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30.12.16

Cults share many of the same characteristics.

Human nature being what it is, and the dark side being what it is, it is no wonder that cults share many of the same characteristics. It is like when you put chemicals together the result is  the same.
Some of the similar characteristics:They are anti simple human decency supposedly in the name of some higher morality. There is a  sanctimonious sense of supreme virtue for one cult or sect and despising outsiders, and a charismatic leaders that gets all the perks and benefits. Babbling nonsense prolific writings of meaningless babble or supposed prophecy.
The main things are antinomianism [loosening of the restrictions of the Torah while at the same time hypocritically claiming to be adhering to the Torah. The other is the exaggerated spirituality with trances and contact with supposedly spirits of tzadikim which are really demons, since the Torah itself tells us לא תדרוש אל המתים "Do not seek the dead"]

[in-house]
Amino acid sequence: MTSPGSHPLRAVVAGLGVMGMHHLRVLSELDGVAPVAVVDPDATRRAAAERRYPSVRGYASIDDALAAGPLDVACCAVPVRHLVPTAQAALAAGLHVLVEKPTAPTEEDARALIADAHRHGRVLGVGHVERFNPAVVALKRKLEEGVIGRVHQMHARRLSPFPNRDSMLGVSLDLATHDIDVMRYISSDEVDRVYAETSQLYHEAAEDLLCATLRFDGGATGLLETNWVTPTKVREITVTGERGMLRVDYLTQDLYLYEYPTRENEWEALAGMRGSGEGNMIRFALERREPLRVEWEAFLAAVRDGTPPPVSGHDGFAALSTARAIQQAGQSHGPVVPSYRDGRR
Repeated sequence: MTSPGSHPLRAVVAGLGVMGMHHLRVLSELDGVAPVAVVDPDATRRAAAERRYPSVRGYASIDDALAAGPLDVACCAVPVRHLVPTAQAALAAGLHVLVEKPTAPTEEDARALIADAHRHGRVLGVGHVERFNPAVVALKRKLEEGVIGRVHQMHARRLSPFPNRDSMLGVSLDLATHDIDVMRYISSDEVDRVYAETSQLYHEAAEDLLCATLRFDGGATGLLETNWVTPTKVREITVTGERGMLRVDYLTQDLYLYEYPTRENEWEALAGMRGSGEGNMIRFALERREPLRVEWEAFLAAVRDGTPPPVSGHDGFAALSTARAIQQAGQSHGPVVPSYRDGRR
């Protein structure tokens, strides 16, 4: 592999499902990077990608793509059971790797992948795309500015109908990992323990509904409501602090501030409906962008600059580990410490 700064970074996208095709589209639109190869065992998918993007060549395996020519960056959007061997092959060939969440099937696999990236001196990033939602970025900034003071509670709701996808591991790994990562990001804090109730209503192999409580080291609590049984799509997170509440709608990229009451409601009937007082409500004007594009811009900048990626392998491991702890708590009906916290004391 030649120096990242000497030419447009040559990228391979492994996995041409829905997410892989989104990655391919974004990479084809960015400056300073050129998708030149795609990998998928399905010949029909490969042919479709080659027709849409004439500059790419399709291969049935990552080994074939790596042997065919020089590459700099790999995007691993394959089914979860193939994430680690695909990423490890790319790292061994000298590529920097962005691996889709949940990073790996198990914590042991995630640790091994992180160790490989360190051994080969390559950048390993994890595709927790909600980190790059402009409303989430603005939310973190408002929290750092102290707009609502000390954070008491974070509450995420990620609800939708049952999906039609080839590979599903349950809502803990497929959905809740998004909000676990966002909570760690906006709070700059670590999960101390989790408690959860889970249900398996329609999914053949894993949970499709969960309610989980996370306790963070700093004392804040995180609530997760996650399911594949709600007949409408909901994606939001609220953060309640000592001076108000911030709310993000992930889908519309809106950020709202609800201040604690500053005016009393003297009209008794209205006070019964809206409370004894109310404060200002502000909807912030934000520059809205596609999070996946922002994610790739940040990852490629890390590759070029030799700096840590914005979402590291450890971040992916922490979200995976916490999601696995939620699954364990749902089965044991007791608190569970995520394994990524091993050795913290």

But I should mention that not everything that seems like a cult is bad. Even if it has many cult aspects it might be doing good or be a lot better that groups that seem a lot more respectable. As a rule the groups that make the most effort to seem normal and respectable are in fact the most demon possessed.
You can be in a great yeshiva like I was in Shar Yashuv and think that there are better more respectable places and really be mistaken. I mean Shar Yashuv was in fact a yeshiva for beginners. It had and I think still has no reputation. Still in the higher classes [that is beginning from year two until yer four] it is Ivy league. Same with the Mir in NY. Those two places were probably the best I ever saw, and yet their reputation is not very high. People would rather go to Brisk or the Mir in Israel. I can't see why. The only place in Israel I think is really great is Ponovitch.

The yeshivas in Jerusalem think they are best because of their address. But they are all delusional. The only really great yeshivas in Jerusalem are Merkaz HaRav of Rav Kook and the Yeshivat HaGra of Rav Eliyahu Zilverman.